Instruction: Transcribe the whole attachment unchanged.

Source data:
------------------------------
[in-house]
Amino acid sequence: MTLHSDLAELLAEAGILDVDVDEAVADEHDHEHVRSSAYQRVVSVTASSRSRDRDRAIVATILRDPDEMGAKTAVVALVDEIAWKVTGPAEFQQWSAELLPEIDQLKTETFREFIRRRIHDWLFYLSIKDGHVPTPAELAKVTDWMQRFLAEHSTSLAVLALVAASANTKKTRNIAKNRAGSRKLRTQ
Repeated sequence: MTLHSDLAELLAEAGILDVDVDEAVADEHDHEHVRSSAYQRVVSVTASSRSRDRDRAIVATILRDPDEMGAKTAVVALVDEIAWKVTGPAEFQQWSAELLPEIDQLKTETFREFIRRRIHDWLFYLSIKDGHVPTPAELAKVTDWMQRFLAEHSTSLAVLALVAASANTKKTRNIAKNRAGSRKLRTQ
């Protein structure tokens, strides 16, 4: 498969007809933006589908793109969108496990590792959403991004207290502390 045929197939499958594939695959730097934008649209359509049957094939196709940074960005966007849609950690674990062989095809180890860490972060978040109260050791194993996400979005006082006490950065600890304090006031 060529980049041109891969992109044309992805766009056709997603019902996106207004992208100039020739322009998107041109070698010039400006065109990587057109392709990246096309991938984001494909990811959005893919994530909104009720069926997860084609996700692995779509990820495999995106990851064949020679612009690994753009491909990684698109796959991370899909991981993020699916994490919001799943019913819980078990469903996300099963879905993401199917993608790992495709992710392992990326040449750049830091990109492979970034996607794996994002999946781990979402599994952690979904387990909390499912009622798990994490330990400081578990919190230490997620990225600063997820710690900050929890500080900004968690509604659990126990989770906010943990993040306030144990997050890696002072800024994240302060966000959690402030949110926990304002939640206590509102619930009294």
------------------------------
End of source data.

[in-house]
Amino acid sequence: MTLHSDLAELLAEAGILDVDVDEAVADEHDHEHVRSSAYQRVVSVTASSRSRDRDRAIVATILRDPDEMGAKTAVVALVDEIAWKVTGPAEFQQWSAELLPEIDQLKTETFREFIRRRIHDWLFYLSIKDGHVPTPAELAKVTDWMQRFLAEHSTSLAVLALVAASANTKKTRNIAKNRAGSRKLRTQ
Repeated sequence: MTLHSDLAELLAEAGILDVDVDEAVADEHDHEHVRSSAYQRVVSVTASSRSRDRDRAIVATILRDPDEMGAKTAVVALVDEIAWKVTGPAEFQQWSAELLPEIDQLKTETFREFIRRRIHDWLFYLSIKDGHVPTPAELAKVTDWMQRFLAEHSTSLAVLALVAASANTKKTRNIAKNRAGSRKLRTQ
């Protein structure tokens, strides 16, 4: 498969007809933006589908793109969108496990590792959403991004207290502390 045929197939499958594939695959730097934008649209359509049957094939196709940074960005966007849609950690674990062989095809180890860490972060978040109260050791194993996400979005006082006490950065600890304090006031 060529980049041109891969992109044309992805766009056709997603019902996106207004992208100039020739322009998107041109070698010039400006065109990587057109392709990246096309991938984001494909990811959005893919994530909104009720069926997860084609996700692995779509990820495999995106990851064949020679612009690994753009491909990684698109796959991370899909991981993020699916994490919001799943019913819980078990469903996300099963879905993401199917993608790992495709992710392992990326040449750049830091990109492979970034996607794996994002999946781990979402599994952690979904387990909390499912009622798990994490330990400081578990919190230490997620990225600063997820710690900050929890500080900004968690509604659990126990989770906010943990993040306030144990997050890696002072800024994240302060966000959690402030949110926990304002939640206590509102619930009294």